According to the studies, only one of the 30 cereal bars they analysed was low in sugar, with others containing high levels of sugar and more than half containing over 30% sugar.
Nutri-Grain Elevenses contained nearly four teaspoons of sugar, which is more than in a small can of cola and 20% of the recommended daily allowance.
Some of the other snacks were high in fat and saturated fat. The Tracker Roasted Nut bar was almost a third fat while six of the seven cereal bars targeted at children were high in saturated fat. Monster Puffs, children’s favourite cereal bar, which was described as ‘great for your lunchbox’, contained 43.5% sugar, which is more than two teaspoons.
After comparing the nutritional content of the bars using manufacturers’ information with traffic light labelling, ‘Which?’ was able to see if the levels of fat, saturated fat, sugar and salt were low, high or medium.
Out of all the bars, The Nakd Apple was the only bar that didn’t contain any added sugar and the Alpen Light Apple and Sultana was the only one to have three green traffic lights for fat, saturated fat and salt.
‘Which?’ is calling for reduced sugar and fat in foods marketed to children and tighter controls over their promotion.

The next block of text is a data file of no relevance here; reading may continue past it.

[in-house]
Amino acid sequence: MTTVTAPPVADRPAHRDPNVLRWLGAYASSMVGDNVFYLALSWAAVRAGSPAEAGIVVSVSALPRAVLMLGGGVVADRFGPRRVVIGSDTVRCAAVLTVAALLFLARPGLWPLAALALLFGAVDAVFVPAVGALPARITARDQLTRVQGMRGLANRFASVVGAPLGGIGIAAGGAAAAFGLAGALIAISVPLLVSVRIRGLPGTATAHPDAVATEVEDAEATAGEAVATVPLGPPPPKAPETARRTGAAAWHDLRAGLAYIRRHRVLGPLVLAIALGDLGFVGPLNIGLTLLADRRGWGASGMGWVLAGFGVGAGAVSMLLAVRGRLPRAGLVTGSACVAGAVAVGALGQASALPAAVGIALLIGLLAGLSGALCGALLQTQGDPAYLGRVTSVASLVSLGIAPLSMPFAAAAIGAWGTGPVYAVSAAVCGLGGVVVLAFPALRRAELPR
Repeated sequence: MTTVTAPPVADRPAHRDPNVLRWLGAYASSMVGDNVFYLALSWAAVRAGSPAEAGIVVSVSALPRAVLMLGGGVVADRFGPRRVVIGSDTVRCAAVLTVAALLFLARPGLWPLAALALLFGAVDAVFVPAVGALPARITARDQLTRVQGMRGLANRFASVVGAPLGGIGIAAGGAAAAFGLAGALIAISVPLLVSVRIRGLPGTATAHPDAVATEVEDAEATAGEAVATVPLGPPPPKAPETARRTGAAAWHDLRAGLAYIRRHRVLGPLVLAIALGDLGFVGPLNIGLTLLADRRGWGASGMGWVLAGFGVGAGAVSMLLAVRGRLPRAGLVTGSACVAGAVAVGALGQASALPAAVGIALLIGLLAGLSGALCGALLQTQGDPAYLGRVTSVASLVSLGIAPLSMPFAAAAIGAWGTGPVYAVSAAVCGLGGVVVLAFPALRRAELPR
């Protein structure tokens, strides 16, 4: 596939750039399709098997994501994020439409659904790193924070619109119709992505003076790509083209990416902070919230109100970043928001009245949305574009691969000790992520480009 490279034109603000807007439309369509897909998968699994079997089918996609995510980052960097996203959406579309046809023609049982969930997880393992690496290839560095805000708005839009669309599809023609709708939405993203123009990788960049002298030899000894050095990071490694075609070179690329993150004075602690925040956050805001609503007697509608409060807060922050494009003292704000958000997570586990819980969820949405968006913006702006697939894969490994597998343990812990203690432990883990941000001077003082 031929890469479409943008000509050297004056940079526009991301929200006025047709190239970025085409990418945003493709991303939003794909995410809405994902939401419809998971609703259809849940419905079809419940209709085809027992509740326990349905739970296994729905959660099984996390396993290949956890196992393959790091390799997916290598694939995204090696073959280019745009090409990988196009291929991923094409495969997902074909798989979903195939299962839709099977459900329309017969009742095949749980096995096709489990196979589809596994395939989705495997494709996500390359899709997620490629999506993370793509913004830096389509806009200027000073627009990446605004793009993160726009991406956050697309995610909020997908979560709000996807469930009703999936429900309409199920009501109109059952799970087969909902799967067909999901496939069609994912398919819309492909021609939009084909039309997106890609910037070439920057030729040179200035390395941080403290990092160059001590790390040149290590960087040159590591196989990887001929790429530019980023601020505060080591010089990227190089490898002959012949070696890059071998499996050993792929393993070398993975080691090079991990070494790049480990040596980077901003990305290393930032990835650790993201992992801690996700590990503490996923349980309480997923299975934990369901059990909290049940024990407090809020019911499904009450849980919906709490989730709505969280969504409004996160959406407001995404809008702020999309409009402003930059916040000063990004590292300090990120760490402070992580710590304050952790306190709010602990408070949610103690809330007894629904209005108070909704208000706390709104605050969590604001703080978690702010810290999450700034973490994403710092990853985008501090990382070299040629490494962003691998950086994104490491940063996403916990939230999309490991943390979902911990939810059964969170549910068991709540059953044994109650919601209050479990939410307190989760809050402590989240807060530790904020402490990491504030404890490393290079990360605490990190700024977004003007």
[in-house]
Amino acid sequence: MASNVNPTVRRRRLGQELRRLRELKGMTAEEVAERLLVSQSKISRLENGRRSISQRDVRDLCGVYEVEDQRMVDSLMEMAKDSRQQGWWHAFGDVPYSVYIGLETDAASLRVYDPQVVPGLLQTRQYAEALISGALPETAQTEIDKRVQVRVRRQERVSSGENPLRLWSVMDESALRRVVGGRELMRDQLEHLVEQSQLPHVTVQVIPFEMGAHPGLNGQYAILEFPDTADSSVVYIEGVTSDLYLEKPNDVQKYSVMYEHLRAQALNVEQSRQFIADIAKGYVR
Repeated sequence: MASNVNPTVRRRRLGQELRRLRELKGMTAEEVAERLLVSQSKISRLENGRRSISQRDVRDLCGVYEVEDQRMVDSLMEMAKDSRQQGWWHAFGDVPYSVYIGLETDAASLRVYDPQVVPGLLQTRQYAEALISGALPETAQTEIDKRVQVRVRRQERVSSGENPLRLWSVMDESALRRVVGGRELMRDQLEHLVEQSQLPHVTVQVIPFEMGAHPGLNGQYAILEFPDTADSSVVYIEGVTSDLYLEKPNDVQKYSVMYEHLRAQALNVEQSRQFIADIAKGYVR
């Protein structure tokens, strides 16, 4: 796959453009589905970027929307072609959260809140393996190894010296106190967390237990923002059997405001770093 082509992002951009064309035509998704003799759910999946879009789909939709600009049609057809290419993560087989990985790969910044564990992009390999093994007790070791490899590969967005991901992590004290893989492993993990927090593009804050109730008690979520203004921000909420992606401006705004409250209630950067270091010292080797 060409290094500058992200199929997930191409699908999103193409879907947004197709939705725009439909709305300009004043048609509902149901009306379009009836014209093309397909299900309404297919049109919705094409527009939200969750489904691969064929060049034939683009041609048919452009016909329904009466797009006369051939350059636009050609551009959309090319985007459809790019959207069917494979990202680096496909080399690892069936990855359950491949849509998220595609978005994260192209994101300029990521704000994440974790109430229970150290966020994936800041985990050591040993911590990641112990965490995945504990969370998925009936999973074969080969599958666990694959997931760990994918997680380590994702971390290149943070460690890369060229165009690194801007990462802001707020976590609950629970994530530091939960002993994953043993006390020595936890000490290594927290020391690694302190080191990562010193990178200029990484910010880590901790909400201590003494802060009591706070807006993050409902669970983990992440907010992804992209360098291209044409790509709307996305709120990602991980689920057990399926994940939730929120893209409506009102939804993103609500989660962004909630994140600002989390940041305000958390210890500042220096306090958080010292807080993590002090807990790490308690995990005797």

According to executive director Richard Lloyd of ‘Which’, “People often choose cereal bars in the belief they’re healthier than chocolate or biscuits, but our research shows this can be a myth.”
A spokeswoman for Kellogg’s, which makes the Nutri-Grain Elevenses bar said, “We’re confused as to why anyone would call a Nutri-Grain Elevenses snack a cereal bar. If you’ve eaten one you know it’s not. It’s a baked bar and looks and eats much more like a muffin or cake. We bake it like a cake and market it as a mid-morning snack. In fact, compared to other similar mid-morning snacks, it’s one of the choices that has slightly less sugar than the norm.”